The 4-1-4 vote means there’s no single majority rationale. “When a fragmented Court decides a case and no single rationale explaining the result enjoys the assent of five Justices, ‘the holding of the Court may be viewed as that position taken by those Members who concurred in the judgments on the narrowest grounds ….’” Marks v. United States, 430 U.S. 188, 193 (1977). This rule requires some logical overlap between the plurality and concurring opinions, U.S. v. Heron, 564 F.3d 879, 884 (7th Cir. 2009), so it would appear that Justice Alito’s concurrence controls here given the overlap between his rationale and that in the plurality opinion.
The substantive ruling in this decision will be of interest only to federal practitioners dealing with prosecutions under § 1519. Regardless of whether you practice in federal court, however, you’ll enjoy reading these opinions—particularly if you relish statutory interpretation puzzles (and really, who doesn’t?). As we previously remarked about this case, admire how you will the “terse comprehensiveness” of § 1519, “what plays the mischief with this masterly code is the admirable brevity of it, which necessitates a vast volume of commentaries to expound it.” Here is 40-plus pages of commentaries expounding on the words “tangible object” to enjoy!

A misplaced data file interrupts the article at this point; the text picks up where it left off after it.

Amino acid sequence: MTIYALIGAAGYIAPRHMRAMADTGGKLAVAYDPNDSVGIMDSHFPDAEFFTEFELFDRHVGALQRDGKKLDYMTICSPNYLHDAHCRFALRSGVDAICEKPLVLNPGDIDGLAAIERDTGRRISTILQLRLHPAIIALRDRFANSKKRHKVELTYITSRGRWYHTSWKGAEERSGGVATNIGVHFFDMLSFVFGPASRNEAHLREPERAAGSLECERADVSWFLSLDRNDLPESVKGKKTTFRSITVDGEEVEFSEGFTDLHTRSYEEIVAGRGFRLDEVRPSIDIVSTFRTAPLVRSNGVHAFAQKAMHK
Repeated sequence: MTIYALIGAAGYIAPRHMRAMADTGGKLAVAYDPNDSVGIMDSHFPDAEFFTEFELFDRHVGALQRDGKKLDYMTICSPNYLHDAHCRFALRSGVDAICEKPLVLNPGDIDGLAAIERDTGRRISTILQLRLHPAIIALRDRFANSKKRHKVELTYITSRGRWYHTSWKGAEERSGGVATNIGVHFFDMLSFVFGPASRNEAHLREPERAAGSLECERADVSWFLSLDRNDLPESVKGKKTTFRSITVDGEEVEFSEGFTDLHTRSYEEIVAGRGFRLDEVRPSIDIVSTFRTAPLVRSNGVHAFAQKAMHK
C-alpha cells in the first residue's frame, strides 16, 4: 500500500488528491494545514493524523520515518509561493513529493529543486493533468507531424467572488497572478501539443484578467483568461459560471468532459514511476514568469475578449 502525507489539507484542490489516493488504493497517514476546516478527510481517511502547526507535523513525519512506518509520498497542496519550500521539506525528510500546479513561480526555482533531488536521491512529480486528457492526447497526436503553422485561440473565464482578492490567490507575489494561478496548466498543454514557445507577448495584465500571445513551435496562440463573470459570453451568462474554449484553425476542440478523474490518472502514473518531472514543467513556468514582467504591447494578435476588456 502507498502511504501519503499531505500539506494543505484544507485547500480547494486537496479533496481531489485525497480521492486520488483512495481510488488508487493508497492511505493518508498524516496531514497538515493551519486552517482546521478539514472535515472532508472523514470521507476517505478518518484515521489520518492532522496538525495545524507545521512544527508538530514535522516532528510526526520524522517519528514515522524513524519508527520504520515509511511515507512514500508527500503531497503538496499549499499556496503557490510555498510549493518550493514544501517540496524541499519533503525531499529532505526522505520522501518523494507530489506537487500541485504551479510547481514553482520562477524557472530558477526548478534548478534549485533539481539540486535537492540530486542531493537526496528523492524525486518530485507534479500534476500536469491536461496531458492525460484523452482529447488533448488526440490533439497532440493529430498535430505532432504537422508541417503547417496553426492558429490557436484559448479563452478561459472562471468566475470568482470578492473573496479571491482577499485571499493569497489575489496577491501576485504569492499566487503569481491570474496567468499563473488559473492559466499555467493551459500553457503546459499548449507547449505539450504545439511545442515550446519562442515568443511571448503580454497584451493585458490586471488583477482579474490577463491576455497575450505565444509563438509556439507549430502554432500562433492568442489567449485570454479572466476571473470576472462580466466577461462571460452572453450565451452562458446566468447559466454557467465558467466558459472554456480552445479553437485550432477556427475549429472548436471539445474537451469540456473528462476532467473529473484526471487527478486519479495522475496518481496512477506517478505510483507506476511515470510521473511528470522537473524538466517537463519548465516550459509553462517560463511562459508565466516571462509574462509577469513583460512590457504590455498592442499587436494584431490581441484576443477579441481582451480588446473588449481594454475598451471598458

Whatever your opinion on the ultimate issue, reading all three of these well-done opinions will provide some lessons in making a strong statutory interpretation argument. But Justice Kagan’s dissent deserves special mention. It is tightly argued and written in clear, brisk language, with many a well-turned phrase. (E.g., “the sum of three mistaken arguments is … three mistaken arguments. They do not get better in the combining.” (Dissent at 18)). It is worth the time to read even if you don’t give a fig about statutory interpretation.